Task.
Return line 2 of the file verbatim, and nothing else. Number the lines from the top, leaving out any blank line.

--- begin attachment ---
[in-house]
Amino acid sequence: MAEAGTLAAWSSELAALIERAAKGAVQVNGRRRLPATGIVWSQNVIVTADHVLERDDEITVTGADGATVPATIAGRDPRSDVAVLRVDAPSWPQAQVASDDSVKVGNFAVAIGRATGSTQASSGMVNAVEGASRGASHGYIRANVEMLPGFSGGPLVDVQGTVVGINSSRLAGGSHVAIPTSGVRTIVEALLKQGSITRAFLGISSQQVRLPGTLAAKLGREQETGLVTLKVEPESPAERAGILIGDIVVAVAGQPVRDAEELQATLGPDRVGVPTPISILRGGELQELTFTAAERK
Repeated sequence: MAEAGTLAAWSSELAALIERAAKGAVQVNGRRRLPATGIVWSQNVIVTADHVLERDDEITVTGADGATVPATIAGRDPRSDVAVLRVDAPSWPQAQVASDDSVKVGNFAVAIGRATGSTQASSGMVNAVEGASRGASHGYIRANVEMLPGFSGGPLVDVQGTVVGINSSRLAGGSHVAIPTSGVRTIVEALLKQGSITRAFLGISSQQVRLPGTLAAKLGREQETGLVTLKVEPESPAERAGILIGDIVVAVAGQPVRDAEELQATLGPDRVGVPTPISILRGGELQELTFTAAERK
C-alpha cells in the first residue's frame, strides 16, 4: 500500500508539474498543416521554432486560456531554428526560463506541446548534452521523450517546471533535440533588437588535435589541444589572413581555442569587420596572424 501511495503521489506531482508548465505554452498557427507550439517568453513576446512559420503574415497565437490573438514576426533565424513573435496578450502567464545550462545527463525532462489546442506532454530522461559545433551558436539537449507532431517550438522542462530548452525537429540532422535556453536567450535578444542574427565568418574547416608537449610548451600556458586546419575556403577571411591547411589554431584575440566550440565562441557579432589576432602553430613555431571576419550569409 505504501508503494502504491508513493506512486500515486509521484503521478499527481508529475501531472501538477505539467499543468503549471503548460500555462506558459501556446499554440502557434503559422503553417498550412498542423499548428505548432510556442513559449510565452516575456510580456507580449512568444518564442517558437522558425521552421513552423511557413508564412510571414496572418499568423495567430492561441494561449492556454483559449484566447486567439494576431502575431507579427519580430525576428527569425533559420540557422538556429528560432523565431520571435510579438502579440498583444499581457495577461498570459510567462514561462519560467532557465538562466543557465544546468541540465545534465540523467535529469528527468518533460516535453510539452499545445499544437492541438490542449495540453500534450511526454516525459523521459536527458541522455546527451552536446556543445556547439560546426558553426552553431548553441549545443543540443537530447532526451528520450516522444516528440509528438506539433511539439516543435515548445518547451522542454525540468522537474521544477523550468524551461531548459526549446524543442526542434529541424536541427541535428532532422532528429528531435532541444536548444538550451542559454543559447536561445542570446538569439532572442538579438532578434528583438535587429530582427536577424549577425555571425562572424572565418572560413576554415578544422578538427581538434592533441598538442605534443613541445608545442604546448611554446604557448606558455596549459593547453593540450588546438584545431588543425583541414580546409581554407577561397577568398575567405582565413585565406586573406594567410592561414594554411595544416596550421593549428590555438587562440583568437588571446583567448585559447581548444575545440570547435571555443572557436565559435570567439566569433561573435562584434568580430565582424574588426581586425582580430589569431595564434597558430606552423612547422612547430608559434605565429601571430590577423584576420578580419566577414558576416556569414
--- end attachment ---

Amino acid sequence: MAEAGTLAAWSSELAALIERAAKGAVQVNGRRRLPATGIVWSQNVIVTADHVLERDDEITVTGADGATVPATIAGRDPRSDVAVLRVDAPSWPQAQVASDDSVKVGNFAVAIGRATGSTQASSGMVNAVEGASRGASHGYIRANVEMLPGFSGGPLVDVQGTVVGINSSRLAGGSHVAIPTSGVRTIVEALLKQGSITRAFLGISSQQVRLPGTLAAKLGREQETGLVTLKVEPESPAERAGILIGDIVVAVAGQPVRDAEELQATLGPDRVGVPTPISILRGGELQELTFTAAERK